When artist Margruite Krahn and her family moved to the southern Manitoba village of Neubergthal in 1998, she had no idea she was about to become the lead detective in unravelling a Mennonite mystery.
A couple of years after moving, Krahn became involved in the Neubergthal Heritage Foundation.
The Neubergthal Street Village is a national heritage site and is considered one of the best-preserved single street Mennonite villages in North America. The village was founded in 1876 by Mennonites who came from Prussia.
It was through foundation work that Krahn began unravelling the mystery, literally hidden beneath her feet.
While overseeing the foundation’s first restoration project, which was the Friesen Housebarn Interpretive Centre, she discovered hand-painted oxide yellow and grey floors with floral and geometric designs after the carpet and layers of linoleum were stripped off.
"I felt like an archeologist unveiling a significant piece of art and history," Krahn writes in an email. "I couldn’t help but start asking questions of the locals, investigating other housebarns… I have long considered my paintings a form of storytelling, so a new subject matter and the stories it could tell seemed like a gift that fell into my lap."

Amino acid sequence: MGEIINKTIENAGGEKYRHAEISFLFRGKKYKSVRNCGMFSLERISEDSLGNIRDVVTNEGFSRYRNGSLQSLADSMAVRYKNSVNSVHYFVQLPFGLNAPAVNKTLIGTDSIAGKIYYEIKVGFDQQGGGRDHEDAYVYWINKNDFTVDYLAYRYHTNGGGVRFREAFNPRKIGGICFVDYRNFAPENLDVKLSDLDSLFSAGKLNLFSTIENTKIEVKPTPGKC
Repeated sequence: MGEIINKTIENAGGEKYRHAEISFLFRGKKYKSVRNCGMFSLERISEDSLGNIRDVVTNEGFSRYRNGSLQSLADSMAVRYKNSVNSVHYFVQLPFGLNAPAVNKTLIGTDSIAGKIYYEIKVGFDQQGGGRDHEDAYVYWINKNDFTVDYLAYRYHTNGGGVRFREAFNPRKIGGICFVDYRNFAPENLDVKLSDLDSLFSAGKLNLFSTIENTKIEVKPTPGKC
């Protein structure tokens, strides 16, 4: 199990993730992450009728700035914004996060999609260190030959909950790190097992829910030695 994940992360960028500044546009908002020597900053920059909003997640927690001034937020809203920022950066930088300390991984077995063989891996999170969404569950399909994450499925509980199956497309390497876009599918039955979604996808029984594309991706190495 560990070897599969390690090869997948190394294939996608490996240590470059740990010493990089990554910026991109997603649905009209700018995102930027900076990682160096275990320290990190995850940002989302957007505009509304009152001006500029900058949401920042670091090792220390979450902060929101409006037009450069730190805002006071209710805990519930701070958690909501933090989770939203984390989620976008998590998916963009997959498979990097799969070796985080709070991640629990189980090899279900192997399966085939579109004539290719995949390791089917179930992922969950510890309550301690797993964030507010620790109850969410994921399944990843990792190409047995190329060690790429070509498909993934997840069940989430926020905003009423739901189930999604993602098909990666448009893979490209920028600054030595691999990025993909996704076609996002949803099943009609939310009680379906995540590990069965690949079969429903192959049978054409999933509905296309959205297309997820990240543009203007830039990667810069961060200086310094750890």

Krahn was fortunate there were enough of the older generation around to recall their mothers and grandmothers painting floors, but few were familiar with how prevalent the Mennonite practice was at one time.
There was clearly an evolution of colour and patterns, she discovered. Floral design were prominent pre-1920, while linoleum-influenced geogmetric designs were more common post-1920.
The painting was primarily carried out by women. The floral patterns would have been influenced by the flowers they grew while the floorboards acted as a guide to create the straight lines and rows between the patterns, much like their garden vegetable rows, Krahn says.
The discovery of the little-known folk art has led her to produce canvas floor cloths, an art exhibit and now a book — Resurfacing: Mennonite Floor Patterns, A Field Journal. A book launch was held on Jan. 12 at the Winnipeg Art Gallery.